US Protests

Massive anti-war protests (NYT coverage) happened yesterday in many cities across the US. The local TV stations here in Oregon had continuing live coverage as Portland protestors shut down bridges and closed freeways at various points of the evening. There were similar protests in Eugene and Ashland. Beyond this civil disobediance, there was little violence and few arrests. Which is amazing when you consider the number of people involved. There are similar stories in San Francisco (though many more arrests...a record, in fact), Chicago, Philadelphia, Los Angeles, Washington DC, Flagstaff, St. Louis, Austin, Boston, Madison, Athens OH, Delaware, Maryland, Detroit, Bennington VT, Albany NY, Minneapolis, Pittsburgh, Olympia WA, Santa Rosa CA, Erie PA, and more. I wonder if the war budget included the cost of civil unrest at home for states that are already struggling to get by. My other question: did the protestors get it out of their system? Or are we looking at a prolonged campaign?

Portland IndyMedia has independent coverage of the protests here in Oregon.

Some weblog coverage of protests: Lisa Rein, Kevin Burton, Kung Fu Grippe, and Jason Zada in San Francisco. Raph Levian in Berkeley. Stephen (recounts being pepper-sprayed) and The One True b!X (several posts with pictures) in Portland.

Comments

Do you think that civil disobedience and mass protests put other citizens at risk, taking away police and other law enforcement resources from investigating and protecting us from terrorists? Just curious, there are a lot of police that need to handle the crowds at those things.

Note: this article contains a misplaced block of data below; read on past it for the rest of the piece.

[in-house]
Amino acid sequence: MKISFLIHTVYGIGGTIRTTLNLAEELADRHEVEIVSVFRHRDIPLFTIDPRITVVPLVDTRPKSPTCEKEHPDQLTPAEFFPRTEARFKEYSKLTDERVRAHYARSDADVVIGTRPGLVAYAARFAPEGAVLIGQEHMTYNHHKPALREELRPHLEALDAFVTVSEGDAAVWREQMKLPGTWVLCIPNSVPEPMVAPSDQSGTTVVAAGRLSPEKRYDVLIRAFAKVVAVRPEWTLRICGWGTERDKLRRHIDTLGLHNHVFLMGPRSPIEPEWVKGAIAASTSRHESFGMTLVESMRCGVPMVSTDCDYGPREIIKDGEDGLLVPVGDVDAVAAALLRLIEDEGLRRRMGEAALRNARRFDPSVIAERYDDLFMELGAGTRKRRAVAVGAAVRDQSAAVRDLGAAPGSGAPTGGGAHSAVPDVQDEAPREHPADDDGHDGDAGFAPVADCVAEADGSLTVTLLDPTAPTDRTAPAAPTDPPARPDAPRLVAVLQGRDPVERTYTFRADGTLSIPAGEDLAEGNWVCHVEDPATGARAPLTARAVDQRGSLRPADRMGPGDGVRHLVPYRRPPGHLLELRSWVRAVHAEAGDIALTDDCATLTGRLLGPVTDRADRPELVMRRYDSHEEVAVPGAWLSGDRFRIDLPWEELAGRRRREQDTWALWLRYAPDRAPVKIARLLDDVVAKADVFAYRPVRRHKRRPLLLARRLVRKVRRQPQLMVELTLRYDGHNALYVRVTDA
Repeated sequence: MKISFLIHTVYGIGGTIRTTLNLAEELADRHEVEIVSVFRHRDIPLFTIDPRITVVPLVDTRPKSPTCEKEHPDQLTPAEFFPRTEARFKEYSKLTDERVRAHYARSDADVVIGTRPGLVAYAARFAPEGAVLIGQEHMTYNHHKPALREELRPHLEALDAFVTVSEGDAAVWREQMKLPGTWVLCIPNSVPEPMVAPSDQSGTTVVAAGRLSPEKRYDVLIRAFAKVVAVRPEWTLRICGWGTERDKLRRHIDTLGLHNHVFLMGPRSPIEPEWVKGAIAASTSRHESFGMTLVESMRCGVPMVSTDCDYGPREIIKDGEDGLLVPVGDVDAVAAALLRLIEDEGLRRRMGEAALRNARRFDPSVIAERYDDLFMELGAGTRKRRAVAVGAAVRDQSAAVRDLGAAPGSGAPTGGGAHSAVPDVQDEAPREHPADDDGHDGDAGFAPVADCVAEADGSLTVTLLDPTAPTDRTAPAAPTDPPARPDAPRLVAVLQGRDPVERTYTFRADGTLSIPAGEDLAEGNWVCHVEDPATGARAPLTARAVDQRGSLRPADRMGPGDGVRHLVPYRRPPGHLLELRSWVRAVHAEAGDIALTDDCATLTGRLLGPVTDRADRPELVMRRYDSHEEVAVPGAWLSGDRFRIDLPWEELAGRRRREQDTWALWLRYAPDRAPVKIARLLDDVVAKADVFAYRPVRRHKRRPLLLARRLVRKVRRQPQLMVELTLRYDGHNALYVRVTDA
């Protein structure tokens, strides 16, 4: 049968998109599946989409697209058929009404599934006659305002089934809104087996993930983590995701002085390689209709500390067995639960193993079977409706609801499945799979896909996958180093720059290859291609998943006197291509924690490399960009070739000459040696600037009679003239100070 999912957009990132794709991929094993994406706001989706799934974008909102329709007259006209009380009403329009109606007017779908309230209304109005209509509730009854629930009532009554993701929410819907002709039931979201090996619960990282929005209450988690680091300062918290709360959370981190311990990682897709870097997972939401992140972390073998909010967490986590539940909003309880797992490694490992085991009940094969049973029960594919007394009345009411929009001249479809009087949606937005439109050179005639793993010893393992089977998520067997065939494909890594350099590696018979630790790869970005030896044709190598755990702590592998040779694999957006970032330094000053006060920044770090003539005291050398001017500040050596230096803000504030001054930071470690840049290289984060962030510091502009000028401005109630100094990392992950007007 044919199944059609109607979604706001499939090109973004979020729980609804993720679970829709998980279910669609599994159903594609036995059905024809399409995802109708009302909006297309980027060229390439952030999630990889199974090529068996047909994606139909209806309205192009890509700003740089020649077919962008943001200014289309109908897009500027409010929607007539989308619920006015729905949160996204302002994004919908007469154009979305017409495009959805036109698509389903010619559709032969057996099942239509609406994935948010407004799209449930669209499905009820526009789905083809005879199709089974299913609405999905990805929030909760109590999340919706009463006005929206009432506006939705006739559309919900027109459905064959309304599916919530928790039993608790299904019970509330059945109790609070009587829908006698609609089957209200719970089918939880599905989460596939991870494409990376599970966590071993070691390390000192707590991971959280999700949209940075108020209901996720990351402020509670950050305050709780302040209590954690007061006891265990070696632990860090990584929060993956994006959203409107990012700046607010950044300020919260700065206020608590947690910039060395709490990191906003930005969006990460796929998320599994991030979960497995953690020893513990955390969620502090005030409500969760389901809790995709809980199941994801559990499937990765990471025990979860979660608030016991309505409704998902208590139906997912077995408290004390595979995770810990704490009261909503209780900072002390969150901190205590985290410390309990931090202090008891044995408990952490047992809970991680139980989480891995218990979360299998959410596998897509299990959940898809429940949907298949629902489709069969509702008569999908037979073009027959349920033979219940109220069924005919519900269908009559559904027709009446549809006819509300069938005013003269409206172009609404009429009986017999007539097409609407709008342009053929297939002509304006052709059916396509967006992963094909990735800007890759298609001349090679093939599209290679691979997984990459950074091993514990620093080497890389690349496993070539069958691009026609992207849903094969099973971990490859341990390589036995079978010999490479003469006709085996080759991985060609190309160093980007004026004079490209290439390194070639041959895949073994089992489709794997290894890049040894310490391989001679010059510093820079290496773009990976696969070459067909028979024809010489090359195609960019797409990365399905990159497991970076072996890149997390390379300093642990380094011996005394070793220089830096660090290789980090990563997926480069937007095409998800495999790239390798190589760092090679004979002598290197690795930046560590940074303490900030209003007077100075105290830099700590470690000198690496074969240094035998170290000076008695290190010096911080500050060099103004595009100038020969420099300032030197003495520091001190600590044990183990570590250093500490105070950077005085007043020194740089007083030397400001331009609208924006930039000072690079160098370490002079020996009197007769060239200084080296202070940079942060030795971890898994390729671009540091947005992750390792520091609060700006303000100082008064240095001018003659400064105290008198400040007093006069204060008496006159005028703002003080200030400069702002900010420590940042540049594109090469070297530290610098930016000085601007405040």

That's a good question, and I think everyone--protesters and police--would rather be at home or going about their daily routines. Do you think people should remain silent and isolated when their conscience tells them to be against a war? Does that make them complicit?
People should always be allowed to protest. It was a Bill O'Reily question that made me think about the civil disobedience part. He has a point that with the threat of terrorism, it's counter productive to take away law enforcement from other more important responsibilities. People shouldn't break the law when they are protesting, but they should definitely get out their and stand up for what they believe in. I don't think it's as big of a deal as he makes it out to be, I just cringe when I see protests turn violent and disruptive. I wonder who these violent and disruptive people are and if they are there only to cause trouble, or if they just get too excited and overheated so to speak.
There are so many people opposed to the war at this point that it's a very big tent. Anarchists are always going to be opposed to anything the government does, and they're willing to be violent in protesting. I think that's terrible, and I don't believe they really want to change anything. I believe they like being "oppressed outsiders" and their actions aren't designed to change that. As MLK said, "...rioting is not revolutionary but reactionary because it invites defeat. It involves an emotional catharsis, but it must be follwed by a sense of futility." I personally don't see a problem with peaceful civil disobediance, and I think there's a history and tradition of thinking on the subject that shows it can be effective.